BOISE, Idaho (AP) —
OUTLAW DEMONSTRATIONS AT PRIVATE HOMES
Legislation to make illegal demonstrating at private residences is headed to the full House. A House committee on Friday voted 11-4 to approve the measure backers say is needed to prevent mobs from intimidating and terrorizing families in their homes.
Idaho in the last year has experienced high-profile demonstrations at various officials’ homes spurred by frustration with restrictions on gatherings or mask-wearing mandates to slow infections and deaths because of the coronavirus pandemic.
Backers say allowing the demonstrations will cause people to avoid public service or joining police agencies, as at least one officer’s home was targeted. Those opposed say the proposed law is an infringement of free speech rights.
EMERGENCY RENTAL HELP
The House on Friday approved $175 million in emergency rental assistance as people struggle to pay rent during the coronavirus pandemic.
Lawmakers voted 59-8 on Friday to approve the money that also requires approval from the Senate, plus Republican Gov. Brad Little’s signature.
The money is part of the nearly $900 million the state received under then-President Donald Trump’s coronavirus rescue bill signed into law in December. President Joe Biden last month extended a nationwide eviction ban through the end of March.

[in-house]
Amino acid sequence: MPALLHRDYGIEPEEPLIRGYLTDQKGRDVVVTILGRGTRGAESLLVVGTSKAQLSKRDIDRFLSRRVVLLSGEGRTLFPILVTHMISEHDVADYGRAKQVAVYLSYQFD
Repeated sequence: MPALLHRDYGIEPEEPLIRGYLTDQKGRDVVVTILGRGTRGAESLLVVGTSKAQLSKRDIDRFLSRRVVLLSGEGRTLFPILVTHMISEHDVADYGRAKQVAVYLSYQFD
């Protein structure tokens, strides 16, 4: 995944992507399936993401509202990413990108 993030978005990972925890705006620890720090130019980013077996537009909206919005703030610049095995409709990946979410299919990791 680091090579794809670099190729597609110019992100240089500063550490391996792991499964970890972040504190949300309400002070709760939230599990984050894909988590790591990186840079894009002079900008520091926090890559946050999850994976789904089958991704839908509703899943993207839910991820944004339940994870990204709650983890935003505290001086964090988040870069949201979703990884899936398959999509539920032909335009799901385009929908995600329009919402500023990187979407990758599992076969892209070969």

It’s part of a plan to reduce the spread of the coronavirus by preventing people from falling into homelessness.
Legislation aimed at making it more difficult to get initiatives or referendums on Idaho ballots is headed to the full Senate.
The Senate State Affairs Committee on Friday approved the measure that Republican Sen. Steve Vick says is needed to give rural voters more say in the process. Current rules require signatures from 6% of registered voters in each of 18 districts in 18 months.
The proposed law would change that to requiring 6% of registered voters in all 35 Idaho legislative districts in 18 months.
Opponents say the measure violates the Idaho Constitution because it makes getting initiatives on ballots nearly impossible.
Legislation to make permanent changes in Idaho’s absentee ballot counting procedure has passed the Senate and is headed to the House.
The Senate voted 35-0 on Thursday to approve the bill intended to speed absentee vote counting. It was used in the last general election and spurred by the coronavirus pandemic.
Lawmakers during an August special session approved a law allowing the opening and scanning of absentee ballots beginning seven days before Election Day. But that law expired on Dec. 31.
Election officials say the change allowed county clerks to quickly report the November election results after receiving about 400,000 absentee ballots.